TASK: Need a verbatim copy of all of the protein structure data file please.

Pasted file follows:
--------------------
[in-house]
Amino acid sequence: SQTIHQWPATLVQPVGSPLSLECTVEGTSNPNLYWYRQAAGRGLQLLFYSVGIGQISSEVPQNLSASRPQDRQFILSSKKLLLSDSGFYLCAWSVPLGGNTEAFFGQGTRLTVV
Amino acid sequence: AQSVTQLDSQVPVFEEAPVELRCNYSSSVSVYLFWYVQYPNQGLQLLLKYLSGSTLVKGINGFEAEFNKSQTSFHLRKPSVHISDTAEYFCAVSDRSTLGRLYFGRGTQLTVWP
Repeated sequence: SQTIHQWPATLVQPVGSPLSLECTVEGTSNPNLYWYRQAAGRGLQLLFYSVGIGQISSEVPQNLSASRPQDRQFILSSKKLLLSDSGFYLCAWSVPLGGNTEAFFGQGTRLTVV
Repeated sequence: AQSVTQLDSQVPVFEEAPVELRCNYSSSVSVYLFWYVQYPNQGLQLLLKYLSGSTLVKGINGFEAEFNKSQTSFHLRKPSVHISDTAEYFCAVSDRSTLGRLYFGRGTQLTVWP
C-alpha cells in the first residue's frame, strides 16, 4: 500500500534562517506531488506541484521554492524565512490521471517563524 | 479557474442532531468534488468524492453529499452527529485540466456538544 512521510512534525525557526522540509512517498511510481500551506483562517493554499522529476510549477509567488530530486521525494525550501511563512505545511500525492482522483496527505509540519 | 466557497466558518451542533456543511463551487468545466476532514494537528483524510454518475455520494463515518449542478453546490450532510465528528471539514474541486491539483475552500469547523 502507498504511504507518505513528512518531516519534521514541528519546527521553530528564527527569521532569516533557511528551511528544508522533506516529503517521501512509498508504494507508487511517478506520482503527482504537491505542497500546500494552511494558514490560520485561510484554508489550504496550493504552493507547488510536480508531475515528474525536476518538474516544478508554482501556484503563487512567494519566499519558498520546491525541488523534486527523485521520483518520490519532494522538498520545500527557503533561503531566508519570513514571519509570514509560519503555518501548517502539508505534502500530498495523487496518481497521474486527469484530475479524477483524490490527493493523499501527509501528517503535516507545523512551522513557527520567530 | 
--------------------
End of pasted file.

[in-house]
Amino acid sequence: SQTIHQWPATLVQPVGSPLSLECTVEGTSNPNLYWYRQAAGRGLQLLFYSVGIGQISSEVPQNLSASRPQDRQFILSSKKLLLSDSGFYLCAWSVPLGGNTEAFFGQGTRLTVV
Amino acid sequence: AQSVTQLDSQVPVFEEAPVELRCNYSSSVSVYLFWYVQYPNQGLQLLLKYLSGSTLVKGINGFEAEFNKSQTSFHLRKPSVHISDTAEYFCAVSDRSTLGRLYFGRGTQLTVWP
Repeated sequence: SQTIHQWPATLVQPVGSPLSLECTVEGTSNPNLYWYRQAAGRGLQLLFYSVGIGQISSEVPQNLSASRPQDRQFILSSKKLLLSDSGFYLCAWSVPLGGNTEAFFGQGTRLTVV
Repeated sequence: AQSVTQLDSQVPVFEEAPVELRCNYSSSVSVYLFWYVQYPNQGLQLLLKYLSGSTLVKGINGFEAEFNKSQTSFHLRKPSVHISDTAEYFCAVSDRSTLGRLYFGRGTQLTVWP
C-alpha cells in the first residue's frame, strides 16, 4: 500500500534562517506531488506541484521554492524565512490521471517563524 | 479557474442532531468534488468524492453529499452527529485540466456538544 512521510512534525525557526522540509512517498511510481500551506483562517493554499522529476510549477509567488530530486521525494525550501511563512505545511500525492482522483496527505509540519 | 466557497466558518451542533456543511463551487468545466476532514494537528483524510454518475455520494463515518449542478453546490450532510465528528471539514474541486491539483475552500469547523 502507498504511504507518505513528512518531516519534521514541528519546527521553530528564527527569521532569516533557511528551511528544508522533506516529503517521501512509498508504494507508487511517478506520482503527482504537491505542497500546500494552511494558514490560520485561510484554508489550504496550493504552493507547488510536480508531475515528474525536476518538474516544478508554482501556484503563487512567494519566499519558498520546491525541488523534486527523485521520483518520490519532494522538498520545500527557503533561503531566508519570513514571519509570514509560519503555518501548517502539508505534502500530498495523487496518481497521474486527469484530475479524477483524490490527493493523499501527509501528517503535516507545523512551522513557527520567530 | 